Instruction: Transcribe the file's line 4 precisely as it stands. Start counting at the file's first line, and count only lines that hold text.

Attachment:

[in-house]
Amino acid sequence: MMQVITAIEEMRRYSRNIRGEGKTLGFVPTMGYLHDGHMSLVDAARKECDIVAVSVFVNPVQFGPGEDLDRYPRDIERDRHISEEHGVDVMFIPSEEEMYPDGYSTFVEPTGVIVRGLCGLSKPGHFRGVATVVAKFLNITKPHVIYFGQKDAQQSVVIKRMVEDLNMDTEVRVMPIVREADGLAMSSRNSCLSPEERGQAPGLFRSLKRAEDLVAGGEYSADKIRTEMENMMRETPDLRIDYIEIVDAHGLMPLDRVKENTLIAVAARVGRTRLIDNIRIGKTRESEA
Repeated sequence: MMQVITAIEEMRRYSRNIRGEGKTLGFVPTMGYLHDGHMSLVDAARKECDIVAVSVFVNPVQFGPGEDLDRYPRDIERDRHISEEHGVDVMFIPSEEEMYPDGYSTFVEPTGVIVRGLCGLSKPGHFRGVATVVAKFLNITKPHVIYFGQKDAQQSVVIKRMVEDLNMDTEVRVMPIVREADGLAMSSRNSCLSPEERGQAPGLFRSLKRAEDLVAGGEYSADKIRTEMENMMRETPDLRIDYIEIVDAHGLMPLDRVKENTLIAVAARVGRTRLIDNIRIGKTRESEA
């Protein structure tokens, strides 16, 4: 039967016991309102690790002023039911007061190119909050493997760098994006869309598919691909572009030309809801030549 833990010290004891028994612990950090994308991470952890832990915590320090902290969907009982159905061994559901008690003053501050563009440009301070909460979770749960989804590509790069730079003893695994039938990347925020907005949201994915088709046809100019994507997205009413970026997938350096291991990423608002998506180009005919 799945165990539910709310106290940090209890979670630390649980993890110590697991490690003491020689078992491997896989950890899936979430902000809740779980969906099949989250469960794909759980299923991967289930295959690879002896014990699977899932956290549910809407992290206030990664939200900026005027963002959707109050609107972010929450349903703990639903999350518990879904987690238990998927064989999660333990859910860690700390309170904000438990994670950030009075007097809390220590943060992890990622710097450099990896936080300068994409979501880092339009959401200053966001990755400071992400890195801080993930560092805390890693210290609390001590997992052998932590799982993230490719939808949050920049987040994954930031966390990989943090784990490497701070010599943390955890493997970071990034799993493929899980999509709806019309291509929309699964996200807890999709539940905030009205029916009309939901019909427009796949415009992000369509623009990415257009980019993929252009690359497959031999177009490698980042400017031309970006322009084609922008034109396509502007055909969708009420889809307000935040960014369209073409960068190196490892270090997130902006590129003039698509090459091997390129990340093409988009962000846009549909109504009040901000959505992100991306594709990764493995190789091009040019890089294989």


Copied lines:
């Protein structure tokens, strides 16, 4: 039967016991309102690790002023039911007061190119909050493997760098994006869309598919691909572009030309809801030549 833990010290004891028994612990950090994308991470952890832990915590320090902290969907009982159905061994559901008690003053501050563009440009301070909460979770749960989804590509790069730079003893695994039938990347925020907005949201994915088709046809100019994507997205009413970026997938350096291991990423608002998506180009005919 799945165990539910709310106290940090209890979670630390649980993890110590697991490690003491020689078992491997896989950890899936979430902000809740779980969906099949989250469960794909759980299923991967289930295959690879002896014990699977899932956290549910809407992290206030990664939200900026005027963002959707109050609107972010929450349903703990639903999350518990879904987690238990998927064989999660333990859910860690700390309170904000438990994670950030009075007097809390220590943060992890990622710097450099990896936080300068994409979501880092339009959401200053966001990755400071992400890195801080993930560092805390890693210290609390001590997992052998932590799982993230490719939808949050920049987040994954930031966390990989943090784990490497701070010599943390955890493997970071990034799993493929899980999509709806019309291509929309699964996200807890999709539940905030009205029916009309939901019909427009796949415009992000369509623009990415257009980019993929252009690359497959031999177009490698980042400017031309970006322009084609922008034109396509502007055909969708009420889809307000935040960014369209073409960068190196490892270090997130902006590129003039698509090459091997390129990340093409988009962000846009549909109504009040901000959505992100991306594709990764493995190789091009040019890089294989």